Have you ever wondered what a drag racing weather station does, how it works and how it helps bracket racers win more rounds?
Every drag racing weather station basically works like this:
- It samples and displays the current weather conditions
- It allows you to record your runs from your time slip along with the weather conditions at the time of the run
- It predicts your ET based upon the current weather conditions and your previously recorded runs
Sampling and Displaying the Current Weather Conditions
The most common weather conditions sampled are:
- Temperature - in degrees Fahrenheit
- Barometric Pressure - in inches of mercury, inHg
- Relative Humidity - as a percentage
These three values are combined to calculate Density Altitude, or DA. Density altitude is a theoretical figure, calculated in feet, and used to illustrate changes in the weather conditions. For example, a temperature of 73.5ºF, relative humidity of 68.9% and a barometric pressure of 29.97" equates to a density altitude of approximately 1693 FT.
As a general rule, the higher the DA the slower your ET:
- Temperature increase = DA increase
- Barometric pressure decrease = DA increase
- Humidity increase = DA increase
Recording Your Runs
Now that you can see how the current weather conditions are sampled and displayed, the next step is to enter your runs into the weather station.
Each weather station can usually be configured to store runs from different tracks and for different vehicles, often referred to as databases. For example, the Eclipse weather station from Altronics can have up to 10 databases and store 400 runs in total. Databases should be created using the following guidelines:
- A different database for each track you run at
- A different database for each vehicle that you run
For example, if you run two cars and race at Sydney Dragway and Willowbank Raceway you would create 4 databases:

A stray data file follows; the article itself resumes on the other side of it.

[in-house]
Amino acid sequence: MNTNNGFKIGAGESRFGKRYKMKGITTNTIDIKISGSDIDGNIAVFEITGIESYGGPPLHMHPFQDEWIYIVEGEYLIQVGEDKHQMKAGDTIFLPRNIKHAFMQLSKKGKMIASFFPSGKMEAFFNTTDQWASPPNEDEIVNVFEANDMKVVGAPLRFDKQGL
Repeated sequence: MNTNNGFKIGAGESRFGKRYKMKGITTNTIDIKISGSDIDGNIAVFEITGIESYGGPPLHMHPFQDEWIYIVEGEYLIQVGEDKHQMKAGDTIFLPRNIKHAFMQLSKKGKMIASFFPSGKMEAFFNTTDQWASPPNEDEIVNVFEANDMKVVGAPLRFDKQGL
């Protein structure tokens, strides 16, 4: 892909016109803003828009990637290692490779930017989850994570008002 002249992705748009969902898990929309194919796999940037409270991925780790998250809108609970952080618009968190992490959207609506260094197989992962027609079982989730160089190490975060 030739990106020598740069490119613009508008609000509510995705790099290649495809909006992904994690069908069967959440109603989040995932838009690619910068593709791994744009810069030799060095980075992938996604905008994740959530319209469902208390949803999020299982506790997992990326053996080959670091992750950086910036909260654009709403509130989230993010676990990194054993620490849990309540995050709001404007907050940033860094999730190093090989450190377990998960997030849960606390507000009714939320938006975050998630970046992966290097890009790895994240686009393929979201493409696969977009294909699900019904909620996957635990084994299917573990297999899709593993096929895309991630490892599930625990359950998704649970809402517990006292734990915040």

- Sydney Dragway - Car 1
- Sydney Dragway - Car 2
- Willowbank Raceway - Car 1
- Willowbank Raceway - Car 2
Most weather stations have the ability to hold the current weather conditions for use when entering a run. This is very important so you can get an accurate reading as close as possible to the time of your run. Often you will see crew members on the start line pressing buttons on a weather station - they are most likely holding the current conditions for entry once they get back to the pits.
Once you are back in the pits it is time to enter the run into the weather station. For the Eclipse, the values entered consist of the following:
- DA - current, held or manual. Here you enter the DA, either based on a current reading, a held reading (e.g. from the start line) or you can enter the figure manually
- 1000' ET - Your 1000' ET from the time slip. This figure is normally entered for run completion analysis and will be discussed in a future article
- Run ET - Your ET from the time slip
- Wind Speed and Direction - Many weather stations can account for wind factors and their affect on your ET. This will be discussed in a future article
Garbage In = Garbage Out
When entering runs into the weather station it is important that they all make sense given the following guidelines: